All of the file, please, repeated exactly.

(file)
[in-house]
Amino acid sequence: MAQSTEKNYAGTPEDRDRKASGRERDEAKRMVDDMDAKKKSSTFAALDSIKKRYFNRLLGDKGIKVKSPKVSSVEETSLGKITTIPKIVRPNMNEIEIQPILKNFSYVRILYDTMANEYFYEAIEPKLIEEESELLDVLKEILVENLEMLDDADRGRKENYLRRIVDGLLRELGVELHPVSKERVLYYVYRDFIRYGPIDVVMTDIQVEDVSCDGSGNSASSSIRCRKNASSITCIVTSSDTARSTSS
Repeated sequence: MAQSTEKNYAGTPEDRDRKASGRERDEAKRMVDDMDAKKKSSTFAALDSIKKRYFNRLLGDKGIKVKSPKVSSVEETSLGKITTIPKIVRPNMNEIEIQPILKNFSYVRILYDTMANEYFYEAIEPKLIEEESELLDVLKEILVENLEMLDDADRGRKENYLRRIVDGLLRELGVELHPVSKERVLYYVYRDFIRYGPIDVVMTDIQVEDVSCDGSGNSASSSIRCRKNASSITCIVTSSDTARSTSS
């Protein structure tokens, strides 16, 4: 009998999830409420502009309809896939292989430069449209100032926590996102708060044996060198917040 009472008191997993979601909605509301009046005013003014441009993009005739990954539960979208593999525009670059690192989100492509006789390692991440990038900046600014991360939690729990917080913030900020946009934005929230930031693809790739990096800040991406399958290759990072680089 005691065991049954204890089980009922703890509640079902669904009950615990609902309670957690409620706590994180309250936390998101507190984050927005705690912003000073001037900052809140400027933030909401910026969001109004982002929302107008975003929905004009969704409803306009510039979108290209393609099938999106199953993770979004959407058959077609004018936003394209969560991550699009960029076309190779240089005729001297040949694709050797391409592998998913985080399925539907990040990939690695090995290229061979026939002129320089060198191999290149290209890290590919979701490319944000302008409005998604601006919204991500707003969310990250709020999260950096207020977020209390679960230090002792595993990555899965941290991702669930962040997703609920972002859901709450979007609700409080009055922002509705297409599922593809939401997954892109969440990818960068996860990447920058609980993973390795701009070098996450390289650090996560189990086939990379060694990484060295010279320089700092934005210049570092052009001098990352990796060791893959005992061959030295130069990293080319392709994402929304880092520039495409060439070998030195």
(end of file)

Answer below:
[in-house]
Amino acid sequence: MAQSTEKNYAGTPEDRDRKASGRERDEAKRMVDDMDAKKKSSTFAALDSIKKRYFNRLLGDKGIKVKSPKVSSVEETSLGKITTIPKIVRPNMNEIEIQPILKNFSYVRILYDTMANEYFYEAIEPKLIEEESELLDVLKEILVENLEMLDDADRGRKENYLRRIVDGLLRELGVELHPVSKERVLYYVYRDFIRYGPIDVVMTDIQVEDVSCDGSGNSASSSIRCRKNASSITCIVTSSDTARSTSS
Repeated sequence: MAQSTEKNYAGTPEDRDRKASGRERDEAKRMVDDMDAKKKSSTFAALDSIKKRYFNRLLGDKGIKVKSPKVSSVEETSLGKITTIPKIVRPNMNEIEIQPILKNFSYVRILYDTMANEYFYEAIEPKLIEEESELLDVLKEILVENLEMLDDADRGRKENYLRRIVDGLLRELGVELHPVSKERVLYYVYRDFIRYGPIDVVMTDIQVEDVSCDGSGNSASSSIRCRKNASSITCIVTSSDTARSTSS
């Protein structure tokens, strides 16, 4: 009998999830409420502009309809896939292989430069449209100032926590996102708060044996060198917040 009472008191997993979601909605509301009046005013003014441009993009005739990954539960979208593999525009670059690192989100492509006789390692991440990038900046600014991360939690729990917080913030900020946009934005929230930031693809790739990096800040991406399958290759990072680089 005691065991049954204890089980009922703890509640079902669904009950615990609902309670957690409620706590994180309250936390998101507190984050927005705690912003000073001037900052809140400027933030909401910026969001109004982002929302107008975003929905004009969704409803306009510039979108290209393609099938999106199953993770979004959407058959077609004018936003394209969560991550699009960029076309190779240089005729001297040949694709050797391409592998998913985080399925539907990040990939690695090995290229061979026939002129320089060198191999290149290209890290590919979701490319944000302008409005998604601006919204991500707003969310990250709020999260950096207020977020209390679960230090002792595993990555899965941290991702669930962040997703609920972002859901709450979007609700409080009055922002509705297409599922593809939401997954892109969440990818960068996860990447920058609980993973390795701009070098996450390289650090996560189990086939990379060694990484060295010279320089700092934005210049570092052009001098990352990796060791893959005992061959030295130069990293080319392709994402929304880092520039495409060439070998030195």